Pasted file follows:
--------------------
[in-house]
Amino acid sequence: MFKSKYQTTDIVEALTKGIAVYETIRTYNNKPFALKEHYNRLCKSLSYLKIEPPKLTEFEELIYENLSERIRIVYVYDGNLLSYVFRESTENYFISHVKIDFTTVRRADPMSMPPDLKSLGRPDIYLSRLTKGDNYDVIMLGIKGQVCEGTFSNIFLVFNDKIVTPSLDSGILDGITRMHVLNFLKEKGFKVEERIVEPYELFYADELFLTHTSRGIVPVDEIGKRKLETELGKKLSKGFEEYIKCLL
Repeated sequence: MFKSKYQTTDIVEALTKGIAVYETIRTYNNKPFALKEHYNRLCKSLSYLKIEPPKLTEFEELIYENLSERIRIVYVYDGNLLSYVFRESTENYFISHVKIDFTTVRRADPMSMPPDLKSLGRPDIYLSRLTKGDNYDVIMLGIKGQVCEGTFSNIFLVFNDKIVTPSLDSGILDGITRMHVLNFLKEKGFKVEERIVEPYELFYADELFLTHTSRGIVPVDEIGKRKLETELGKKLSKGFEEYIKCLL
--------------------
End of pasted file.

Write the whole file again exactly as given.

[in-house]
Amino acid sequence: MFKSKYQTTDIVEALTKGIAVYETIRTYNNKPFALKEHYNRLCKSLSYLKIEPPKLTEFEELIYENLSERIRIVYVYDGNLLSYVFRESTENYFISHVKIDFTTVRRADPMSMPPDLKSLGRPDIYLSRLTKGDNYDVIMLGIKGQVCEGTFSNIFLVFNDKIVTPSLDSGILDGITRMHVLNFLKEKGFKVEERIVEPYELFYADELFLTHTSRGIVPVDEIGKRKLETELGKKLSKGFEEYIKCLL
Repeated sequence: MFKSKYQTTDIVEALTKGIAVYETIRTYNNKPFALKEHYNRLCKSLSYLKIEPPKLTEFEELIYENLSERIRIVYVYDGNLLSYVFRESTENYFISHVKIDFTTVRRADPMSMPPDLKSLGRPDIYLSRLTKGDNYDVIMLGIKGQVCEGTFSNIFLVFNDKIVTPSLDSGILDGITRMHVLNFLKEKGFKVEERIVEPYELFYADELFLTHTSRGIVPVDEIGKRKLETELGKKLSKGFEEYIKCLL